• Wallpaper: the true trick of the trade that can carry you to India or the islands without the need for a passport. Our favorite: York Wallcoverings.
      • Paint.
      • Fabric.
      • Vintage Furnishings.
      • Throw Rugs.
      • Pillows.
      • Our go-to sources for fabric, window treatments, and accessories: Calico, Smith & Noble, Ballard Designs, and World Market.
  2. Lesson: It’s good to mix disparate influences – have some fun!How to design a sunroom
    • The Royal Pavilion is fantastic, but why not layer-in other influences, too, such as this whimsical facade treatment spotted in Beverly Hills? The scalloped awning with tassels, the theatricality, and the travelers palms that flank the doorway, simply heaven.
    • Tools to bring your vision to life:
      • iPhone: you never know when you might spot that must-have moment!
      • Fabric and trim bring the storyline to the forefront.
  3. Lesson: Too much of a good thing is a good thing.
    • A little English country house finished off our vision. Relaxed chic with lots of color and a mix of vintage and new finds.
    • Tools to bring your vision to life:
      • Houseplants: these help turn any home into a hot house sanctuary.
      • Stone floor, to finish off the relaxed mud-room sensibility.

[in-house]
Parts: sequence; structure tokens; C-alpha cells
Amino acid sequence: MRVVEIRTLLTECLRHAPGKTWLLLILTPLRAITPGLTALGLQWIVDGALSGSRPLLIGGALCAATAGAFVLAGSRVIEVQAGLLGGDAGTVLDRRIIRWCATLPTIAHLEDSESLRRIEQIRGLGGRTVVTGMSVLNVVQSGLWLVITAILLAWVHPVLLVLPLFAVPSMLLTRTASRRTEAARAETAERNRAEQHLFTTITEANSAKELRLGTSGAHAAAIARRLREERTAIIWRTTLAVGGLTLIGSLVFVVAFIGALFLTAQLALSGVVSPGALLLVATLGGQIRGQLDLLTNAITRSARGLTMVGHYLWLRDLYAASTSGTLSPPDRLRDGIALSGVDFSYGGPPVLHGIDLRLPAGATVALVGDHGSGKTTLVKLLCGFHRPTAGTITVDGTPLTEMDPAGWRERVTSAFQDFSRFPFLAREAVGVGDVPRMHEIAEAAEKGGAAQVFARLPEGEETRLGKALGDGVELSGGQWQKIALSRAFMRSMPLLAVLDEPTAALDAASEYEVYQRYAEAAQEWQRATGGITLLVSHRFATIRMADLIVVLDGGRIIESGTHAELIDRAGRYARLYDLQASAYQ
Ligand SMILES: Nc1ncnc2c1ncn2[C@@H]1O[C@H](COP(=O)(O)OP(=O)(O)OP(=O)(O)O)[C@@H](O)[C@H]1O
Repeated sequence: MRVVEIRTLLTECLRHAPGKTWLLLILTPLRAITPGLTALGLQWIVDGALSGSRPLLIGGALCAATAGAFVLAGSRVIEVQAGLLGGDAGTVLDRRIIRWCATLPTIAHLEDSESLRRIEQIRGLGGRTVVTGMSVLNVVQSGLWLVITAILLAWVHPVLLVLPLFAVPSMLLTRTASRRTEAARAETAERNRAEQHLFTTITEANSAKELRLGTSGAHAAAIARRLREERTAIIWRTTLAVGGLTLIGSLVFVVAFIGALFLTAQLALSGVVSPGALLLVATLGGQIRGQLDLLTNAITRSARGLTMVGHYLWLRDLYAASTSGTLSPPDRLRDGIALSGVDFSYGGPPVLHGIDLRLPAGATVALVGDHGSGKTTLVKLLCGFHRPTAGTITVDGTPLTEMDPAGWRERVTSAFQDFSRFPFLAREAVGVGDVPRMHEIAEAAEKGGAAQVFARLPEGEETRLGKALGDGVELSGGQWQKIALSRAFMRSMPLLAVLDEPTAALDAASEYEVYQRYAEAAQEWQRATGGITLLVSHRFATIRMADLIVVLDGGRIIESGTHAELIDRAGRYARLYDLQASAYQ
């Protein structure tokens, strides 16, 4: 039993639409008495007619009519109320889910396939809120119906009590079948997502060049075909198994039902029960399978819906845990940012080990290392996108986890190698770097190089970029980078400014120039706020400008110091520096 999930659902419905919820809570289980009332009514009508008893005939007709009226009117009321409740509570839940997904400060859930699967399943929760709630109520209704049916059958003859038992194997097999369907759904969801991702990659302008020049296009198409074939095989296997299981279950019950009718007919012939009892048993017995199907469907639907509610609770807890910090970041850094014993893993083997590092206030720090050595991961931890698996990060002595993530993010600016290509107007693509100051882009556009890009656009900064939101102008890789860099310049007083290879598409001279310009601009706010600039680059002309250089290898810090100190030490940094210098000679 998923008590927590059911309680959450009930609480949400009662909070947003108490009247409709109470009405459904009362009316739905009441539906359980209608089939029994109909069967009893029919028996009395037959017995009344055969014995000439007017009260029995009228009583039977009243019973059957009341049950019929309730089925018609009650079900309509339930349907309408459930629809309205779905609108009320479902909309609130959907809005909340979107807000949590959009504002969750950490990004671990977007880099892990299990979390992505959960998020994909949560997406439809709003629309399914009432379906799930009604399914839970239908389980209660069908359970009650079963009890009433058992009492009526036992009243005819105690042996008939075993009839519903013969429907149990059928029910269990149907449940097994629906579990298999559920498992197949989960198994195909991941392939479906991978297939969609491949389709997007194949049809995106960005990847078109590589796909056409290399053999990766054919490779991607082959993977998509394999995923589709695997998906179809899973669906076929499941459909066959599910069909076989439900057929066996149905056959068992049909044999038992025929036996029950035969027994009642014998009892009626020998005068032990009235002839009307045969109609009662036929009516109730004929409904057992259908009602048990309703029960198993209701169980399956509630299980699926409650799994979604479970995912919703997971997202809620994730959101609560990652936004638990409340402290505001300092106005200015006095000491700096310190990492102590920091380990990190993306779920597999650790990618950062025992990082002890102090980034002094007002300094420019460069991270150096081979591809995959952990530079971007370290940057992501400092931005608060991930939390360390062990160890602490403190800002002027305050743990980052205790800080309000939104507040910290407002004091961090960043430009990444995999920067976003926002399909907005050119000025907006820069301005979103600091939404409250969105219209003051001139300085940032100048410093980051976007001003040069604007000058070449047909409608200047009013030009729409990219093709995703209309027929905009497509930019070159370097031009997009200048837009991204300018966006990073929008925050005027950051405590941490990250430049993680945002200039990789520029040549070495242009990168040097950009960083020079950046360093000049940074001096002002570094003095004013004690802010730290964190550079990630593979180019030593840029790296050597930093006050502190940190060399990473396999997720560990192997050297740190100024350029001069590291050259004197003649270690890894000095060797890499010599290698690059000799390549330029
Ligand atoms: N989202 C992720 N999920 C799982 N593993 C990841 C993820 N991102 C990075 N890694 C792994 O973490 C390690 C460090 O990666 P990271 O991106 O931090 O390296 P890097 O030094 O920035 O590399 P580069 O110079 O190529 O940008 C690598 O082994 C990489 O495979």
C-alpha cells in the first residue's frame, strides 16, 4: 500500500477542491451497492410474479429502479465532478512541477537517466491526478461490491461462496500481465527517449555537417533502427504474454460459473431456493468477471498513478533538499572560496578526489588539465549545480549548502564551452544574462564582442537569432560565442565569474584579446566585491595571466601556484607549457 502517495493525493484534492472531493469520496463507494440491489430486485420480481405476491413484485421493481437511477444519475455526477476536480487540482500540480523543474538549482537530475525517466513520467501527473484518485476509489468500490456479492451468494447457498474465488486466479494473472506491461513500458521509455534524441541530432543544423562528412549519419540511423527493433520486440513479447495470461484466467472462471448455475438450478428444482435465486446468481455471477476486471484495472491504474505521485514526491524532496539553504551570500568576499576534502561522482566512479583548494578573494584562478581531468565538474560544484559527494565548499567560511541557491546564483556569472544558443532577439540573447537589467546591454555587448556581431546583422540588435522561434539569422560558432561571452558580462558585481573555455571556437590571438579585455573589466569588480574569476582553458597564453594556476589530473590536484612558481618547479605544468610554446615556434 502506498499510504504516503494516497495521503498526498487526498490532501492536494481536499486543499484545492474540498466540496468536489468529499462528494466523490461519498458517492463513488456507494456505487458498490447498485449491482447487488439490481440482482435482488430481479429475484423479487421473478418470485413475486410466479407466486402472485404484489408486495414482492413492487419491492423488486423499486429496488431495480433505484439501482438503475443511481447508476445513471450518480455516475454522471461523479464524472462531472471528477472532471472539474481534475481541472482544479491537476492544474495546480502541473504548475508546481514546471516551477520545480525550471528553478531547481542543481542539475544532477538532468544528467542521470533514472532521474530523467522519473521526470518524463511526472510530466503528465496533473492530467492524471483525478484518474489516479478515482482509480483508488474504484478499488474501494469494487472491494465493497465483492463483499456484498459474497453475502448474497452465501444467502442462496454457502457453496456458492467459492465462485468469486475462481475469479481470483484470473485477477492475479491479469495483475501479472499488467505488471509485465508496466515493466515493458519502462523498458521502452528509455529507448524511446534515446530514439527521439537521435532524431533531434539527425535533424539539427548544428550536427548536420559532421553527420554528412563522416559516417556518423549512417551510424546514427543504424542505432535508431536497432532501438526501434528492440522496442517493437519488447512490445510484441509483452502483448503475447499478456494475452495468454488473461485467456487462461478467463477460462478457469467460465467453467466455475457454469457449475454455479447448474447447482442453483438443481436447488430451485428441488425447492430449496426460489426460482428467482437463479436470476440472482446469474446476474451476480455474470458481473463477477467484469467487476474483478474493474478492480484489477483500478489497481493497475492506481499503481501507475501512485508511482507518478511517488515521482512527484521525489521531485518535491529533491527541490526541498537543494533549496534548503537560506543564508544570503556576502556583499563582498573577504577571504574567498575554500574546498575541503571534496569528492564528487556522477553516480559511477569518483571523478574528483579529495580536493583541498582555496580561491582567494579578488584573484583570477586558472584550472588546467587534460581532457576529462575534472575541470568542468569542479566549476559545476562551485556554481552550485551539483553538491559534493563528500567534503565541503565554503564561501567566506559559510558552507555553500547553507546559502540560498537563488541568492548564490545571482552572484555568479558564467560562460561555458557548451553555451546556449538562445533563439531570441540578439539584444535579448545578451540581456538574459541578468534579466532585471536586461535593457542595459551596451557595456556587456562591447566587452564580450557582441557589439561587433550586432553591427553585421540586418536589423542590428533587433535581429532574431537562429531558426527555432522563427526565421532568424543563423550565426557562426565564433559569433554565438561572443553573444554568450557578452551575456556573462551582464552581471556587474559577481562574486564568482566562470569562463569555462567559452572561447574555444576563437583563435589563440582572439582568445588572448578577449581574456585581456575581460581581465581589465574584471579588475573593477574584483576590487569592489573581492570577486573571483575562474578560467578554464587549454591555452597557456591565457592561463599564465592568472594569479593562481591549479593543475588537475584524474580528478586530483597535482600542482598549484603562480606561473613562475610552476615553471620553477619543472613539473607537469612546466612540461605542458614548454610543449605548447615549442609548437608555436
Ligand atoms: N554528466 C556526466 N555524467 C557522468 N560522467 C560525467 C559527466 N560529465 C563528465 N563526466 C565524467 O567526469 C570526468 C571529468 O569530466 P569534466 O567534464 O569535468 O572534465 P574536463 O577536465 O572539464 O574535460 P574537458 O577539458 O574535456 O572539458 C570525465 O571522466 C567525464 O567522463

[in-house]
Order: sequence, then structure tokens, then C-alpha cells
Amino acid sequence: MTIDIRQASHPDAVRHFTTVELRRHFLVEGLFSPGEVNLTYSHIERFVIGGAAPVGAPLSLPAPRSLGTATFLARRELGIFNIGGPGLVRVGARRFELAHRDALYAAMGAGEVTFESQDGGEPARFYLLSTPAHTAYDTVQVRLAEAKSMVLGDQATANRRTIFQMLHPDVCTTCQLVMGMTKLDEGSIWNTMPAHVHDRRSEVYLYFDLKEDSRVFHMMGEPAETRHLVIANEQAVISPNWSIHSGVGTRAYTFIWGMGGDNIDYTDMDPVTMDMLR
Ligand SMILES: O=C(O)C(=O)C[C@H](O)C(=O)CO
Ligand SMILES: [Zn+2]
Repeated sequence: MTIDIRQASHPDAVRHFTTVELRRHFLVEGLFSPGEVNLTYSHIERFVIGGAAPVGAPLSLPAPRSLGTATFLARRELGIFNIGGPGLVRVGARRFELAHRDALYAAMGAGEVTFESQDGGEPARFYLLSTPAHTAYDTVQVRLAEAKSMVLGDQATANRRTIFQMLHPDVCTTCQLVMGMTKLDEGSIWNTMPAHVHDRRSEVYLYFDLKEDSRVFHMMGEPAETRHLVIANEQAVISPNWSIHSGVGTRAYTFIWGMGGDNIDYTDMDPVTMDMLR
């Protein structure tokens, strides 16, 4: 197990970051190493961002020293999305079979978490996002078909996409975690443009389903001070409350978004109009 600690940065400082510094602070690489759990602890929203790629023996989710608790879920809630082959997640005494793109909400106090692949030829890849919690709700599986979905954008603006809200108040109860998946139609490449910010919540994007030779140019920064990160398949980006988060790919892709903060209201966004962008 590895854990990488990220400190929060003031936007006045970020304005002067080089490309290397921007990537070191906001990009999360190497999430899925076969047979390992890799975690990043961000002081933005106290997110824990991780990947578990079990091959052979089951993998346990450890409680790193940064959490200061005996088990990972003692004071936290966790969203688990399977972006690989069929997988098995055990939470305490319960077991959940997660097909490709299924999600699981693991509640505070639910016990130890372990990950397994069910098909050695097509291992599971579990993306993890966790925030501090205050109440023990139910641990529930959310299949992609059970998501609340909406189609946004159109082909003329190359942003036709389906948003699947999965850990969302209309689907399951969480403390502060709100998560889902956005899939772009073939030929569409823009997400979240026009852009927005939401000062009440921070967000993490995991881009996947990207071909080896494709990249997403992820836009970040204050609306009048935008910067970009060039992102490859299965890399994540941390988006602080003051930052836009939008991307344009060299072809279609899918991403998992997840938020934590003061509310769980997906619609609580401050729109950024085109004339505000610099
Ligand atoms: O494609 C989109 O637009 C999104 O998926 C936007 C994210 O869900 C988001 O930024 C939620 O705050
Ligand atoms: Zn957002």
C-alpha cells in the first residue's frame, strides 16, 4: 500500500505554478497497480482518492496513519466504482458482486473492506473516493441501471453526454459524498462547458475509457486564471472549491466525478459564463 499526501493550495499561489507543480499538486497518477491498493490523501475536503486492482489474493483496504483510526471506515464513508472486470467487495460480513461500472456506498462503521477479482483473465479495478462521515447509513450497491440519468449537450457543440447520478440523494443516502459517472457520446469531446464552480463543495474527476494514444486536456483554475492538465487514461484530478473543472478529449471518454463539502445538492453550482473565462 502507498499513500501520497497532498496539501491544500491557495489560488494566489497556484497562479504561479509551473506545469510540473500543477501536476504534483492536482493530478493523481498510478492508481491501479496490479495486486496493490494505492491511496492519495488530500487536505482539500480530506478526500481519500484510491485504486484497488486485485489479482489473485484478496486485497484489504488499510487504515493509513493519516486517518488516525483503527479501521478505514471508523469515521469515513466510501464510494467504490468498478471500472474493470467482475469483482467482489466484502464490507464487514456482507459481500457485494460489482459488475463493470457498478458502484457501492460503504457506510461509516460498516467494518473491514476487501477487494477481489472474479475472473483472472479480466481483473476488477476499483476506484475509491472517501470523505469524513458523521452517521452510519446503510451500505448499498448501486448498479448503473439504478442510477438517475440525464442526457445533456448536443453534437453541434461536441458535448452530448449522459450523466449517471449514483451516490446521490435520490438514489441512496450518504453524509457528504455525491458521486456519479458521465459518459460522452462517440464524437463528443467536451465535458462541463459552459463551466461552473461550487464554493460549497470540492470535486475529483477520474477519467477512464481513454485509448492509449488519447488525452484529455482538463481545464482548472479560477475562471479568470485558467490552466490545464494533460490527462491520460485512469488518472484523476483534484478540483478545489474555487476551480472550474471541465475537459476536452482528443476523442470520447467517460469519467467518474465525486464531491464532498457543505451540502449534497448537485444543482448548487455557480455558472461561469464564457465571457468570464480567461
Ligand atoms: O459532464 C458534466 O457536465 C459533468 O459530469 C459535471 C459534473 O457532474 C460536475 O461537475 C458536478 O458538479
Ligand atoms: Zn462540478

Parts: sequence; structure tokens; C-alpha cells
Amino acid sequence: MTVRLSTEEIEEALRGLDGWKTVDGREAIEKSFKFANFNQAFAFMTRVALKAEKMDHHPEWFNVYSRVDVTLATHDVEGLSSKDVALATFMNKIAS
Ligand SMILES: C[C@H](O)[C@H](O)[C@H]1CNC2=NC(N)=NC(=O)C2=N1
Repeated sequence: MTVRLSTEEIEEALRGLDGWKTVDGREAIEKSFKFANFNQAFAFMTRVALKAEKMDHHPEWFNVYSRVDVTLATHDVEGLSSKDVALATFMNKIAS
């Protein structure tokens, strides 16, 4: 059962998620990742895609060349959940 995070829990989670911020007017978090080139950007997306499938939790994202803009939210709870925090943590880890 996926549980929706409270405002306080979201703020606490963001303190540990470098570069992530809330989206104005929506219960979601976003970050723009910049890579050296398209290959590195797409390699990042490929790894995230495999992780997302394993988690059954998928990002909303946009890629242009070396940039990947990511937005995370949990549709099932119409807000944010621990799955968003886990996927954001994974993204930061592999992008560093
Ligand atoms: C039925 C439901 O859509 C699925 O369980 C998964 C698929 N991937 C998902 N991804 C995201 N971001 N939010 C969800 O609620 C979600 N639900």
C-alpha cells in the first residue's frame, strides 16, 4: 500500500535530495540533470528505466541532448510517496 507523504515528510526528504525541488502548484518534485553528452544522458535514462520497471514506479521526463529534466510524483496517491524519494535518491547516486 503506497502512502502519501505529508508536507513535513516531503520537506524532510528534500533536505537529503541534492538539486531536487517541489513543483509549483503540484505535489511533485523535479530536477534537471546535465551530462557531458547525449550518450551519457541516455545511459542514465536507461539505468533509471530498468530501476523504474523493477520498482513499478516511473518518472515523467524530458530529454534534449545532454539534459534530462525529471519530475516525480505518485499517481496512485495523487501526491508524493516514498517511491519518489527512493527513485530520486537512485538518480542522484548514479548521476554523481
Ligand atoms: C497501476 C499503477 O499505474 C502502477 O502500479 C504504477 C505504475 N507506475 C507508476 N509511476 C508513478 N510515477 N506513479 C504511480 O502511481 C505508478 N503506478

4. Lesson: Map out your plan of attack.How to design a sunroom
    • If you can draw, sketch the room of your dreams.
    • If you aren’t an artist, outline the room of your dreams.

Room Details & Tips:

  • To create an eternal summer vibe, we used the Madcap Cottage for Robert Allen @ Home fabric Isleboro Eve in Daffodil to cover the sun room sofa.
  • For glorious window treatments, we used Madcap Cottage for Robert Allen @ Home Bermuda Bay fabric in Palm.
  • Measure, measure, measure!
  • To change up the look of a room, switch out your pillows often.

Here’s the finished sun room at the House of Bedlam. Stunning, no? Note how we incorporated details from the Royal Pavilion and the Beverly Hills facade with the tenting, scalloped window treatments, furnishings, and accessories. The space is elegant yet decidedly fun!

How to design a sunroom

Sunroom After

How to design a sunroom

John’s watercolor sketch that incorporated all of the far-flung influences that inspired us.

How to design a sunroom

A close-up of the window treatments that mix Cove End and Bermuda Bay fabrics. We love the whimsical pom-pom trim that finishes the look.


How to design a sunroom

A mix of decorative pillows upon the kicky Daffodil-hued sofa bring the green hue from the ceiling onto the furnishings.